Tuesday, July 25, 2006

Wages of Spin Must be Slashed

In 1997 John Major's government employed 38 Special Advisors at a cost of £1.8 million (average salary £38,000). In 2006 Tony Blair's administration employs 84 SPADs at a cost of £5.8 million - an average salary of £69,000. Who said inflation had disappeared under Labour? I trust it will remain a Conservative commitment to slash their numbers to 1997 levels.

10 comments:

harry Basset said...

Even worse than the expense is the direct political clout these advisers have. They are unelected and should not be able to give orders to civil servants.

Slim Jim said...

What about all the billions that have been spent on private consultants employed to look at ways of saving money? I've got some free advice for HMG - stop using them and you'll save loads...

David Boothroyd said...

Even with 84 special advisers, the UK has a tiny number of political appointments heading the government compared to almost any other country you care to mention. In the USA there isn't even the same concept of a neutral civil service that we have had since Northcote-Trevelyan.

The idea that millions of civil servants are quaking in their boots corraled by 84 special advisers only has to be stated to be shown to be ludicrous.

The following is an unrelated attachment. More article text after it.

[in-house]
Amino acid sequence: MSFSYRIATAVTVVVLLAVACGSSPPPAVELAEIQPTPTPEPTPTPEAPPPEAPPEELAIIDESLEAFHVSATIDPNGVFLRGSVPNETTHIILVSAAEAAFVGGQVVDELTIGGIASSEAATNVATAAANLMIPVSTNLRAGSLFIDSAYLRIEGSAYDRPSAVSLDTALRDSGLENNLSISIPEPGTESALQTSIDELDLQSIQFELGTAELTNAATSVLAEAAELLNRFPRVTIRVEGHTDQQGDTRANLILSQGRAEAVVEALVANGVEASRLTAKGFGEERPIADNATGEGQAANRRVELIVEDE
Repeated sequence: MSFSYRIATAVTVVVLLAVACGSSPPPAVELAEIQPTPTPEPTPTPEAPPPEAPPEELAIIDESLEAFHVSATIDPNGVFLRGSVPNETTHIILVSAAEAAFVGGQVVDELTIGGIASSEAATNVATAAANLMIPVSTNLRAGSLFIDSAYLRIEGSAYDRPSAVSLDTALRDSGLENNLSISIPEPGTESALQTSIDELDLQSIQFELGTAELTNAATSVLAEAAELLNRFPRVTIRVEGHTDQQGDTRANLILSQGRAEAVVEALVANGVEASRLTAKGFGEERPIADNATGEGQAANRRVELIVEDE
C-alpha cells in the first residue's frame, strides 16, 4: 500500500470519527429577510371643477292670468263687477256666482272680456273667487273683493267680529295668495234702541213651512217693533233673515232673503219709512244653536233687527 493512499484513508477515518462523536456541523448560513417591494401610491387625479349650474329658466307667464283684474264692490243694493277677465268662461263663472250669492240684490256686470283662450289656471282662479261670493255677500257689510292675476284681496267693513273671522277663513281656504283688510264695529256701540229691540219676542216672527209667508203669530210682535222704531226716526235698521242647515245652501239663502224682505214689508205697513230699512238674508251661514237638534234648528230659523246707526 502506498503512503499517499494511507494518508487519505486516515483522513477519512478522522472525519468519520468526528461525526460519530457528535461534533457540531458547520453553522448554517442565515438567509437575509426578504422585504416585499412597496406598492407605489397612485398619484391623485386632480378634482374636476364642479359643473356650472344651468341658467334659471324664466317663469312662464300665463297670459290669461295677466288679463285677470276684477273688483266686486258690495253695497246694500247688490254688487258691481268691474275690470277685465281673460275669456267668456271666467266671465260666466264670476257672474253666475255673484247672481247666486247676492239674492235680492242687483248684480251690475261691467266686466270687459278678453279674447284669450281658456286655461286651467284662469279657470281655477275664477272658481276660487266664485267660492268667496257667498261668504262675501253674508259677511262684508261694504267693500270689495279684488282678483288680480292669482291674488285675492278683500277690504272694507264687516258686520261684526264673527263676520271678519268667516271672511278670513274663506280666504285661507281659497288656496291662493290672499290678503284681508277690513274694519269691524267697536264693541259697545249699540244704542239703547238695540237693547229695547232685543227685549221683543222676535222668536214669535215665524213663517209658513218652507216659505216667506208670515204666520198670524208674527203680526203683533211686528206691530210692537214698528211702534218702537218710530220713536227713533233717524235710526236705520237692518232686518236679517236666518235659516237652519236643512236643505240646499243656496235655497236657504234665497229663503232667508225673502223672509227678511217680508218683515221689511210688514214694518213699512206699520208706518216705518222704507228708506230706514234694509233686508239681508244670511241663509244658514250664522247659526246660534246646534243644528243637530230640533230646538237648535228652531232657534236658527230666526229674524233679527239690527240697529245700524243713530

Anonymous said...

Conservatives slash?

You must be taking the p@@@!

pmd said...

I always understood that the SpAds included some political spinners, but also a high number of people appointed for the expertise in the ministerial portfolio in question. These are not political positions. Anyone have any idea how many of these there are?

Iain Dale said...

pmd, you're right that there are a few, but that was the same under the Major Government too.

Anonymous said...

As a civil servant, I have no problem with the number of spads (normally two per cabinet minister). They allow us to keep our hands clean: we do the impartial policy work, and if there's any political spin that Ministers want applied, the spads can take care of it. I've generally found that the higher up the civil service you look, the more the role of the spads is accepted and appreciated.

strapworld said...

Iain, No doubt when funding of political parties is paid for out of general taxation, the same will apply to 'advisers' after all we will have to ensure equality of the two and a half three main parties!

But please enlighten me how they will exclude the BNP and the Green Party from receiving funding please.

Will ALL parties have the same 'war chest' for elections? Or will the party closest to Rupert Murdoch always win? Twas the SUN that did it!

C4' said...

I would not get your hopes up that Cameron will slash the number of special advisers consider how Cameron is so very keen to continue his retro-Blair tribute act.

Anonymous said...

The best solution would be to have a supply of SPADs who knew enough about the real world to make up for the narrow focus of the politicos themselves. That might improve policy development! Reverting to few SPADs simply risks returning to well intentioned but even more impractical policies being forced on us all.